Children being Called on in Class

The first thing to do is to forget that you ever thought that.

To assume that your child is never (literally) called on in class is to assume that firstly, your child’s perception and memory are 100% accurate, and secondly to assume that their teacher is unprofessional.

We hear this all the time: “I know my child/My child doesn’t lie….” and frankly it is better to tune out when you do. Of course parents know their children. But frequently, they do not know them in school. It is very common for little angels at home to be little devils at school and vice versa. It is also common for children to be wrong. The sense of fairness is extremely acute in children – fairness towards oneself, of course. And so it can happen that not being called on as much as you would like translates into “never” being called on in the mind of the child.

Parents who really do know their children should therefore discount the idea that they are never called on.

Here is a tip for free: if you would like a productive relationship with your child’s teacher, never make an assumption that they are unprofessional, especially not based on non-peer reviewed whinging from your child. The resultant meeting will be frosty, hard to resolve, and your dissatisfaction with the school will only increase.

So what to do if you are genuinely concerned?

Firstly, keep a mental note of how often the child makes the complaint and if necessary write some of it down. The best way of going into any possibly difficult meeting with a teacher is to be armed with evidence.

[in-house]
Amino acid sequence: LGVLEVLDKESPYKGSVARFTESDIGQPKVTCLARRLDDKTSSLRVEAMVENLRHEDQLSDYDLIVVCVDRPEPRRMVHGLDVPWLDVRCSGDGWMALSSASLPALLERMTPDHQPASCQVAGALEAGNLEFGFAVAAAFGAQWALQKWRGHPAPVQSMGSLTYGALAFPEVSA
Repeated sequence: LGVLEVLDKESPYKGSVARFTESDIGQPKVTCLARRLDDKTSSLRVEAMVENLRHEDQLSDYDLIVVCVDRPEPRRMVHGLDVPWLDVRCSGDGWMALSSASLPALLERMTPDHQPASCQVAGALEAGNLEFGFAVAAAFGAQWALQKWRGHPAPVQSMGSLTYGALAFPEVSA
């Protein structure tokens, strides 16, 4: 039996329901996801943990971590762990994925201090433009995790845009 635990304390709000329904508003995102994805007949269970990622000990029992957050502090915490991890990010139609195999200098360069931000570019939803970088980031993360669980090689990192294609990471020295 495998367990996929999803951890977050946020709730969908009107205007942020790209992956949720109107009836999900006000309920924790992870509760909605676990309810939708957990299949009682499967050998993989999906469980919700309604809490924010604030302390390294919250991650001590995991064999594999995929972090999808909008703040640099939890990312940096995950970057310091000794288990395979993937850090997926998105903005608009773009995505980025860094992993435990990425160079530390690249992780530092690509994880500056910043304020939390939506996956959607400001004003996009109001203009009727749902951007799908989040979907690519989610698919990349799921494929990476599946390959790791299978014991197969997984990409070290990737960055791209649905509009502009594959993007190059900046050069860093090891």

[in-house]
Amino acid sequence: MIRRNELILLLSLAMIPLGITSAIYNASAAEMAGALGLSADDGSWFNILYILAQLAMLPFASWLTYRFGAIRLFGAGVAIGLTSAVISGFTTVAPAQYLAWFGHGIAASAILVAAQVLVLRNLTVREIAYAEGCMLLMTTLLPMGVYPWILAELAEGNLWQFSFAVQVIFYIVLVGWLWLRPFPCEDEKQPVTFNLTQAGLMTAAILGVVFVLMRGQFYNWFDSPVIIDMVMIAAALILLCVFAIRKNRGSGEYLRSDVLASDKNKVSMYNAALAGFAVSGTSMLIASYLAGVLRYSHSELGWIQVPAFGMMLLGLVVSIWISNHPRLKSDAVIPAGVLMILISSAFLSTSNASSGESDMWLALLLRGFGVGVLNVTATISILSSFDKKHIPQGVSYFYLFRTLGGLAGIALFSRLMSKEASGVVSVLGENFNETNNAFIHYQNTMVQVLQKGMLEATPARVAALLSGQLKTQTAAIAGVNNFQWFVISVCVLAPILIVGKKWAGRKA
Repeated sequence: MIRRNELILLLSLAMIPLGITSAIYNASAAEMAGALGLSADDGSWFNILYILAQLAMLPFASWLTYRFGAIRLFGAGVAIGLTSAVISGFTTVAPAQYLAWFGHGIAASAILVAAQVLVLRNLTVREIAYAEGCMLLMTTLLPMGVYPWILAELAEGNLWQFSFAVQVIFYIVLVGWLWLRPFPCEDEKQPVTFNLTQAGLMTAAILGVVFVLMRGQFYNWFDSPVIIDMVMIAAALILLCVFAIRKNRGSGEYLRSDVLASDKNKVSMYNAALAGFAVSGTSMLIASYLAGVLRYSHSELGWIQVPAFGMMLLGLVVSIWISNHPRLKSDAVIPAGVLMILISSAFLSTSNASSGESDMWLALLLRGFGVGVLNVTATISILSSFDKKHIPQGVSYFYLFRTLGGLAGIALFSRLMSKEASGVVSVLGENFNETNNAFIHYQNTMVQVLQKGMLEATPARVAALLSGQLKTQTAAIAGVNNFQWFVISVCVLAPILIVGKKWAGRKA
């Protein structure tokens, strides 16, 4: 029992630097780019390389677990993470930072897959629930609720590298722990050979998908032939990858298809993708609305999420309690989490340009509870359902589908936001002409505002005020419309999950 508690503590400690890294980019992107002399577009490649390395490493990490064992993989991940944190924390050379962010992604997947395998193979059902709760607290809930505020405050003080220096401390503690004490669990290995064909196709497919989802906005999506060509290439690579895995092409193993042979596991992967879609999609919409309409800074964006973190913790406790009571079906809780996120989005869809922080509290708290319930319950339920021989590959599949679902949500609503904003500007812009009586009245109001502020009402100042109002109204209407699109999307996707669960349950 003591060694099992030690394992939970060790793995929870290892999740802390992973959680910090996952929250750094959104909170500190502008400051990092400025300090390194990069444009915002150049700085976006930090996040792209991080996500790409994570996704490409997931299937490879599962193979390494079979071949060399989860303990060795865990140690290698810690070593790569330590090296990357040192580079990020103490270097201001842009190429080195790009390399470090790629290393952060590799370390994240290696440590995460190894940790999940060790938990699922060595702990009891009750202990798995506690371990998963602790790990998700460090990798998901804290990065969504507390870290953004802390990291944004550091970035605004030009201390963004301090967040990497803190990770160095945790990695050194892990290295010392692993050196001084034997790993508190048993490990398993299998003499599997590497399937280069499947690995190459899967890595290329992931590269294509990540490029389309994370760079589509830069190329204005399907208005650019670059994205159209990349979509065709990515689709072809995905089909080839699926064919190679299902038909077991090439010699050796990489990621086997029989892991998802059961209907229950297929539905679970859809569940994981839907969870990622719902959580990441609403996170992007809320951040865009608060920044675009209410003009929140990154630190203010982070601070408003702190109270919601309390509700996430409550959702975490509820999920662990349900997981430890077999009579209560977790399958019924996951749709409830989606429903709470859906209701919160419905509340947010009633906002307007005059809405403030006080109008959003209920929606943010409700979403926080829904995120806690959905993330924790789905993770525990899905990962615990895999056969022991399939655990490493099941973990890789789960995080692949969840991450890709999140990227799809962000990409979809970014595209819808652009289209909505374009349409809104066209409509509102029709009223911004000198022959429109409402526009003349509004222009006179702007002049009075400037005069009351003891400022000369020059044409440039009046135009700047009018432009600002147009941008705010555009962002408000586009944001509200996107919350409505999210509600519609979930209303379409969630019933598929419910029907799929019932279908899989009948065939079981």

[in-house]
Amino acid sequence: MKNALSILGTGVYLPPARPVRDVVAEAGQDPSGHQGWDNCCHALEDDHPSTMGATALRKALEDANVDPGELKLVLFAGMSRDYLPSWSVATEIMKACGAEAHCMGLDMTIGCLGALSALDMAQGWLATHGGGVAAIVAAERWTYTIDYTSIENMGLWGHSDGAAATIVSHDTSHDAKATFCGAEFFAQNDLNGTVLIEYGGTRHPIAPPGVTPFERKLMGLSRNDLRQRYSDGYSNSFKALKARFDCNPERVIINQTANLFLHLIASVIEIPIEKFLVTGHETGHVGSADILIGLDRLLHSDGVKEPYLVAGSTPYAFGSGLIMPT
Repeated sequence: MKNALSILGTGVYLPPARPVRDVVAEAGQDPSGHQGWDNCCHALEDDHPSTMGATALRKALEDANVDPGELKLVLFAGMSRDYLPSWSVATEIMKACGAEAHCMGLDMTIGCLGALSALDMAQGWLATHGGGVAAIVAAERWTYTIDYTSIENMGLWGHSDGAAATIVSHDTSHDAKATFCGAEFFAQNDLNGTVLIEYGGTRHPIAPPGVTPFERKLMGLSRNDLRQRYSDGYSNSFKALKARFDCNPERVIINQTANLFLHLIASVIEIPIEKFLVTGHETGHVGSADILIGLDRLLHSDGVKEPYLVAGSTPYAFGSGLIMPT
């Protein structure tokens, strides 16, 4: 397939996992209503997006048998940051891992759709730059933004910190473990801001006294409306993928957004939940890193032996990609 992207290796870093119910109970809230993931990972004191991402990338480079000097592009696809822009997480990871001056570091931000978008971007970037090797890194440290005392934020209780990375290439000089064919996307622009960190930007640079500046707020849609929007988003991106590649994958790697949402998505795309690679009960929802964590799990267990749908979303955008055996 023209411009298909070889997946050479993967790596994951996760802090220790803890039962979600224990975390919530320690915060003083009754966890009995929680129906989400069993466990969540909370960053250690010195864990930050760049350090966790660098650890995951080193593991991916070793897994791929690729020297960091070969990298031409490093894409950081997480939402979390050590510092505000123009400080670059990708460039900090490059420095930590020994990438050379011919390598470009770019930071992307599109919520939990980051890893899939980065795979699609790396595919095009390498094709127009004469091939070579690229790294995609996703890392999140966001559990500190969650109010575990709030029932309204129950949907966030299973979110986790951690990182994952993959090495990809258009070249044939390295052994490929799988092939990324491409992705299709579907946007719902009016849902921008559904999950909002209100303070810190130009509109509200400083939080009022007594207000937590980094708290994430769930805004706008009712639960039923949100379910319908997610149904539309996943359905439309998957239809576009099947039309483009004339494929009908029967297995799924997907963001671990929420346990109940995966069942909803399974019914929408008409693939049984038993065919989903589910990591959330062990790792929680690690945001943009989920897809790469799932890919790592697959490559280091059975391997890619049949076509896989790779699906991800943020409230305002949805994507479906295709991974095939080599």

Secondly, ask the teacher informally how things are going and ask casually whether your child answers enough questions – or even asks enough questions in class. That way you are planting a seed in the teacher’s mind and keeping yourself up to date with what they say. Again, if you are concerned, note it down.

Thirdly, schedule a meeting if and only if you are still convinced that something is wrong. And do not make your opening salvo “you never ask Johnny anything”. Mention that you are worried that Johnny isn’t taking an active enough part in lessons. By framing your concerns in this way you will find it easier to squeeze out what you want – ie an undertaking from the teacher to ask Johnny as often as possible. Make sure you pencil in a follow-up meeting in which you can discuss and monitor progress.

Finally – remember that the teacher wants the best education for your child, just as you do. So storming in with unfounded allegations is counter-productive. And do bear in mind that although little Johnny would never, ever lie – he may well be wrong sometimes…